You’re a producer for an American talk radio program. A Texas businessman has written a letter to the editor in The Dallas Morning News. Your host wants to talk with him about it. You find his number, call him up, and introduce yourself. He might have a few practical questions: What time? How long? And then he'll give the go ahead, nine times out of 10. Practically everyone in America who isn't deathly shy of public speaking wants to be on radio and, ultimately, on TV.
Now, same scenario, except this time in Alberta, Canada's Texas equivalent. You call up a businessman who has a letter in today's Edmonton Sun and begin the introduction. He cuts you off with “How did you get this number?” He refuses, politely, before hanging up. According to a producer who once worked in talk radio on both sides of the 49th parallel, those were the typical reactions he'd get when trying to get Americans and Canadians on the air. Canada's free speech protections aren't as robust as ours, which plays a role in that hang-up. Yet Canadians are ultimately a more private people than Americans. This is reflected in their laws and in their culture. They're slightly paranoid about privacy.
So it's possible my future Canadian father-in-law will not be happy with these words. I’m marrying Len's daughter Saturday at a big wedding that’s made possible in large part by a not insubstantial “cheque” he wrote. He didn't have to do that. He thought about it, wanted to do it and did. Without going into any details, it was a painful for him. It made the difference between us having a small wedding and a big one, between having the reception in the church hall across the street and having it in the much nicer ferry terminal, and dozens of other little-turned-big things as well. Len has my thanks and, for the moment, my incredulity. It’s not a check I would have written. Clothing, feeding and sheltering your children when they’re young is a mandate of both law and morality. Helping them out when they are older is nice and desirable to an extent, but let's not get carried away!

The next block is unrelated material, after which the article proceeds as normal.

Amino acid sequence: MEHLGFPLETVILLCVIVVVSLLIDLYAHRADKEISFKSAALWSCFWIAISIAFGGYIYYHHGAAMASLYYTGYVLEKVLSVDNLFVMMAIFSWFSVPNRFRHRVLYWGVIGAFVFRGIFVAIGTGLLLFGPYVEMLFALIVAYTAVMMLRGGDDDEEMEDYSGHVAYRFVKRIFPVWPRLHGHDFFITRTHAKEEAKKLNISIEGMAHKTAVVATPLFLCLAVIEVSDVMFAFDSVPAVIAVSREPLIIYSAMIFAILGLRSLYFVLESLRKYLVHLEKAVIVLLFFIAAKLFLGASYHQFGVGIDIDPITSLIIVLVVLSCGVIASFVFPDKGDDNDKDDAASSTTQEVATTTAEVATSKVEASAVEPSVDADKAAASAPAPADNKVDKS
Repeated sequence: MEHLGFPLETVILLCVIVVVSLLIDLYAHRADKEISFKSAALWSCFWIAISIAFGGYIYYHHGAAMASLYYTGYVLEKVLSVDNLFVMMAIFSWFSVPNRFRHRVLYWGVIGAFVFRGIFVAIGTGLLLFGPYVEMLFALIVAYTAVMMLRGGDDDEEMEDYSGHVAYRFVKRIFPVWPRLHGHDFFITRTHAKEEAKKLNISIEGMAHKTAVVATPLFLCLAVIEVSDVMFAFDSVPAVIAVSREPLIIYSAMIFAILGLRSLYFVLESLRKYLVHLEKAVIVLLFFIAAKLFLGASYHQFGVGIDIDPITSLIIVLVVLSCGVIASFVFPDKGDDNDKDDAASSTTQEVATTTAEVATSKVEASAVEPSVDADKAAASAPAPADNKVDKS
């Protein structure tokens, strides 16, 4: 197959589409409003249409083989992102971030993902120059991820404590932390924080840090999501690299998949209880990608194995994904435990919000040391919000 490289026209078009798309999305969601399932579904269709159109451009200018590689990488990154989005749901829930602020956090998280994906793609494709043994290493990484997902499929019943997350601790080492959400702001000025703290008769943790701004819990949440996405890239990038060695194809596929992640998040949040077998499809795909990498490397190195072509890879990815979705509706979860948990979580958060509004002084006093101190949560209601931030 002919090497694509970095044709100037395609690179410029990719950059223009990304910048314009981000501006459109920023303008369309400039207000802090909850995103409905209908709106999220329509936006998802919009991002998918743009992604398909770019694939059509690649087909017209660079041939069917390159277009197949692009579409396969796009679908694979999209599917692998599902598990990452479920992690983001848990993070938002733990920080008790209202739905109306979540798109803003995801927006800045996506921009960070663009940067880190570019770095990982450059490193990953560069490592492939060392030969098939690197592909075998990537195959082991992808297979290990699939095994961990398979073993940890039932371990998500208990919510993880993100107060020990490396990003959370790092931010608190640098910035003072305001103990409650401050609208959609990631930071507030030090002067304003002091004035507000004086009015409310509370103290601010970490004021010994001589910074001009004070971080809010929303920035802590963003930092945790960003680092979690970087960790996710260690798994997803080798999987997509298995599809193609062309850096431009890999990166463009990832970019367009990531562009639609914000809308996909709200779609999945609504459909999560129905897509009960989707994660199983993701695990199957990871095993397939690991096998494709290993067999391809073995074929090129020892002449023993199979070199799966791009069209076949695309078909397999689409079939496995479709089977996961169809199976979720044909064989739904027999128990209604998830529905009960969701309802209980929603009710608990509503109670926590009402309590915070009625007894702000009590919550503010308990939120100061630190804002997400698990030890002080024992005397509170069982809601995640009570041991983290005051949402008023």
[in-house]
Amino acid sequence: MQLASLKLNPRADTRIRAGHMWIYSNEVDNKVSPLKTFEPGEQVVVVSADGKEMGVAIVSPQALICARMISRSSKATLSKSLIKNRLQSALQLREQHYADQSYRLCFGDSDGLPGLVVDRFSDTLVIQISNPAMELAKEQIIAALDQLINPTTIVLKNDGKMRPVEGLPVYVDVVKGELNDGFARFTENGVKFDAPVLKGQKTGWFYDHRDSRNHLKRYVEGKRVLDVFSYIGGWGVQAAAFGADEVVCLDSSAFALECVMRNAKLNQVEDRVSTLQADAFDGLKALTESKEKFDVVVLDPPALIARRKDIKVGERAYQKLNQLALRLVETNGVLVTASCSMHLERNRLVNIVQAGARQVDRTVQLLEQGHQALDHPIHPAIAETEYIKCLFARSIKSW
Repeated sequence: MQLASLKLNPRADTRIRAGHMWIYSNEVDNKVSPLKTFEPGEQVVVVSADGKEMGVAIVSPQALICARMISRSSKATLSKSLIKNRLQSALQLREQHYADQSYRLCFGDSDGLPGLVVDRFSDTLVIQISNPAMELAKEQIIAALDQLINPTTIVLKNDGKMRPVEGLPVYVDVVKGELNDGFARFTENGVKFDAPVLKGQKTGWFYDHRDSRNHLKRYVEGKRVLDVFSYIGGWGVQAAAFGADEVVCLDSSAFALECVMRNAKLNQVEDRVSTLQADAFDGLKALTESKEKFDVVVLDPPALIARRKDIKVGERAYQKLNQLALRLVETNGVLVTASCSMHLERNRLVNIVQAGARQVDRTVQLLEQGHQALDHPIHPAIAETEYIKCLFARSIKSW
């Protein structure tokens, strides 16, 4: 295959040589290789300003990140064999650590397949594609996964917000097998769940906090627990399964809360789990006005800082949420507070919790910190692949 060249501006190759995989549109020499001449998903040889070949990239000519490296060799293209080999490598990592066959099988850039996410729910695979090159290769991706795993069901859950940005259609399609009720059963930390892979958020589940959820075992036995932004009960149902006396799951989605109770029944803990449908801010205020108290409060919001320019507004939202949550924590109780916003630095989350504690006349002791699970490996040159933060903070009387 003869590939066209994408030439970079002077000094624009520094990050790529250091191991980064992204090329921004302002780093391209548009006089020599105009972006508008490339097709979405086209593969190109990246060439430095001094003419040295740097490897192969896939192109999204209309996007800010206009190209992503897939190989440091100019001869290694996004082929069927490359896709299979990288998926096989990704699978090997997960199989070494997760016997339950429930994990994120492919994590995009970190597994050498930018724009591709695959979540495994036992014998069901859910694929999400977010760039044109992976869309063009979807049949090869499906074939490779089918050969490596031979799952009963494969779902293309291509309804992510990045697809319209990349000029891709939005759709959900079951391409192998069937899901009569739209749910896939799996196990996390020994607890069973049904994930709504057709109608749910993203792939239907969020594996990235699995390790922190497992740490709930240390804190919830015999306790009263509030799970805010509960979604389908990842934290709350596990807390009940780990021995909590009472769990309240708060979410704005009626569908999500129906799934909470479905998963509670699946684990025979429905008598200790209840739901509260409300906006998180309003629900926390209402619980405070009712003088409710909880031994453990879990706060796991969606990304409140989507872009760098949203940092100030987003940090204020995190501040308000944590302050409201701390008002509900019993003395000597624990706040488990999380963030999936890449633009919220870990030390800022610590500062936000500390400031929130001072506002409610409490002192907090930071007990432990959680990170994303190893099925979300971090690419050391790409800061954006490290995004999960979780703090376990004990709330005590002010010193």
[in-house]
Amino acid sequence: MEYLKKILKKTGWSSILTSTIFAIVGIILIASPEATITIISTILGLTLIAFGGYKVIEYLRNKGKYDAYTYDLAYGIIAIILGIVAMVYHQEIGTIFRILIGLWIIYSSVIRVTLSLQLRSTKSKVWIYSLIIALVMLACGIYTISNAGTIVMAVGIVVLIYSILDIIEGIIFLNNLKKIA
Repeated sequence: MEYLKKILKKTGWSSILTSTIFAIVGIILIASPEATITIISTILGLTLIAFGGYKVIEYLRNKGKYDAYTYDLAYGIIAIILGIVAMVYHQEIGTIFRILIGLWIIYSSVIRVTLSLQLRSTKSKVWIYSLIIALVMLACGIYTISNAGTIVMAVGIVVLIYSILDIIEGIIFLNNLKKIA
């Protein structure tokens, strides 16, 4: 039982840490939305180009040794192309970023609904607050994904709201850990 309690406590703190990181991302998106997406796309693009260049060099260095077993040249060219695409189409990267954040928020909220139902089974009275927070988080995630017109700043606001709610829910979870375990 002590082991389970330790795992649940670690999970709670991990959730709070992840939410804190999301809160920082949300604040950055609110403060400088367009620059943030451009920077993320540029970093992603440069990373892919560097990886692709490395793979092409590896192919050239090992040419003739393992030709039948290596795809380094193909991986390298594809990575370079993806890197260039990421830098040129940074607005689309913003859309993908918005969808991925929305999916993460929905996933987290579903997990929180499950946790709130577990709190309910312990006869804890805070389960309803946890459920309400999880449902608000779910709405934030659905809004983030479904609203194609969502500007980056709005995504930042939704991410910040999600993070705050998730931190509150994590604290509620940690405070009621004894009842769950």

And yet, this column is being banged out on the latest in a very long line of computers, the first of which was purchased by my own generous Dad. He bought it on a credit card when we were very close to busted financially and smuggled it into my old room in Tacoma, Washington. At the time, his oldest son had little direction, lots of frustration and only the vague notion that a future as a writer beckoned. Here was the tool to do that, unopened, right in front of me. Seeing it, I started freaking out, shaking. I knew we couldn't afford this and now it was my responsibility to make it work. It did, but still seems like an extra long shot that somehow paid off. When I am a father myself, maybe I'll start to see the sense in such extravagant wagers on one's own children or love them enough not to care.